A Better Kind of Convenience Store

Almost everyone loves convenience stores. The problem is that most of the stuff they sell is bad for you: sugary, processed junk that’s contributing to chronic health conditions like obesity and heart disease.

Rachel Krupa, founder and CEO of The Goods Mart, set out to change that narrative. The Goods Mart’s mission is to introduce local communities to better-for-you, better-for-the-planet convenience foods. This is its story.

For the Love of Sunoco

Rachel’s inspiration for The Goods Mart stemmed from her fond childhood memories of hanging out with friends at a gas station.

“I love Sunoco gas station,” she says. “[That] was my happy place. It was a place that we got milk, eggs, cheese. I got my rocket popsicle or my Good and Plenties. But it was [also] a place that you also saw friends that you went to highschool with. You saw friends, neighbors, and aunts and uncles. It was a really incredible hub of the community…. For me, that gas station was this place that always brought me happiness.”

However, she came to realize that although she and others may have been happy at the Sunoco, their bodies weren’t thrilled with what they were buying there. 

“As I became more educated in regards to quality of ingredients, I realized that all the things in the store were not necessarily convenient for me anymore,” she says. In other words, as she got older and learned the adverse impact of most convenience foods on human health and the environment, her priorities changed. “I don’t want the same old products. I want the better-for-you products that exist and [are] expanding rapidly today.”

Better for People and the Planet

Today, The Goods Mart operates three stores in New York City, all of which aim to serve anyone in the community looking for better-for-you, better-for-the-planet options from emerging brands in the food space. 

Products are non-GMO and don’t have artificial flavors and other junk that fills typical convenience foods. Instead, products contain healthier, more sustainable ingredients like banana flour, chocho flour, regenerative grains, and upcycled or heirloom materials.

The company is also focused on the founders of the brands it sells. “We really love to look at the founders who are making the products that fill our stores,” she says. “A majority of the brands in our stores are female-founded or from diverse founders.” 

Advice for Founders

Rachel has a simple piece of advice for founders and aspiring entrepreneurs:  “Rip the band-aid off and do it.”

“I think you always… think there’s a perfect time to do something [and] I have to have my X, Y, & Z in row in order for me to do this,” she says. “Guess what:  [If] you have X, Y, & Z lined up and you do it, Y or Z is gonna go askew, so your plan is gonna get fucked up no matter what. So if you just rip the band-aid off and do it, you’re jumping in feet first and you’re going to be able to swim. You’re going to have a better understanding of what is changing and what is going [on] in order for you to do it. Yes, have a backbone of what you want to do, but there’s no perfect time to do anything. Just do it.”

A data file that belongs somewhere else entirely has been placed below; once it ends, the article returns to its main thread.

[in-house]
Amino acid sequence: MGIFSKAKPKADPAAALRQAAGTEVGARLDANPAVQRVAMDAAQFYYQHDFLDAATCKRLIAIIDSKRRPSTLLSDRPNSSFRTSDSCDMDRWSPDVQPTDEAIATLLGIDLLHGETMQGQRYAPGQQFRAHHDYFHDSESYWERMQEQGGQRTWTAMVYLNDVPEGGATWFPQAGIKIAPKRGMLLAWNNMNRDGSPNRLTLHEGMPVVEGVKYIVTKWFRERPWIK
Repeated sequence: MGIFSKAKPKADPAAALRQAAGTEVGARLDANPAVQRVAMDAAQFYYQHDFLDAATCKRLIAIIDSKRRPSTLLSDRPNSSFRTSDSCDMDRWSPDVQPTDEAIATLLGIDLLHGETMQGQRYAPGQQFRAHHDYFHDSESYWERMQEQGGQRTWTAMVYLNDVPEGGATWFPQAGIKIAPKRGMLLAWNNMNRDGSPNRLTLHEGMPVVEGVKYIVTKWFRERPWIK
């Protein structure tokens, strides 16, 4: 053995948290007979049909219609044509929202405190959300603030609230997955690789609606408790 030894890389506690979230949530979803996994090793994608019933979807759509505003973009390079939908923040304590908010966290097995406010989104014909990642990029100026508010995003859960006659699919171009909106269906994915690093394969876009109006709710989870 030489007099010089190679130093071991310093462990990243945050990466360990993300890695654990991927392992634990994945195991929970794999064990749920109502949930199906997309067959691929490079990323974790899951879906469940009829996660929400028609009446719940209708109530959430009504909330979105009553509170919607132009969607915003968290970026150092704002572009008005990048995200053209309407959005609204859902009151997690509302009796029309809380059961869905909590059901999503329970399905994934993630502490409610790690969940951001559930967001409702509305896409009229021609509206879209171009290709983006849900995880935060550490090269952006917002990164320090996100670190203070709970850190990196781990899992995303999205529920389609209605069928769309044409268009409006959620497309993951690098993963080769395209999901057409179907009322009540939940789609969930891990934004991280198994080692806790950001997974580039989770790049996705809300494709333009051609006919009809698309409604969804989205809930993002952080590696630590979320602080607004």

Expansion Plans

So what’s next for The Goods Market. For one thing, Rachel wants to expand the number of convenience stores the company operates (Soho, 11 West 42nd Street, and Rockefeller Center). The latter two involved taking over a newsstand and moving into an office building. “Those are five-day-a-week businesses because we’re servicing the tenants above us because it’s where the NBC, Deloitte, Luzardo’s, Michael Kors, and Valentino Burberry corporate offices are,” she says. 

As the company looks to expand beyond that solid customer base, her preference would be to acquire small stores. “Right now, our biggest store is 500 square feet, if that,” she says. “So we have a lot packed [in] because I love small spaces [that allow] you to have better interactions with your customers.”

The Goods Mart is also starting other verticals, including curating mini bars for hospitality groups and setting up corporate pantries. “For us, it’s really [about] helping emerging brands grow and expand their reach… beyond our stores [and] into the hands of others where they’re snacking in their office, in a mini bar, a coffee shop,” she says. “So we’re expanding our verticals in that way.”

Rachel’s ultimate goal isn’t to have as many stores as possible but to make a difference in individual customers’ lives. “[My] drive is not having X amount of stores [in] X amount of years, because real estate is expensive and… logistically, it’s much harder,” she says. “For me, it’s the impact I want the stores to have, not the number of stores I want to have. From the PR agency, it’s the quality of the clients and the thoughtfulness and the impact that we have on the team that is able to get the clients that we have, because the team is incredible. That’s very successful for me. So I think success in the past couple years has been to… actually have an impact more than what classically success is for most people.”

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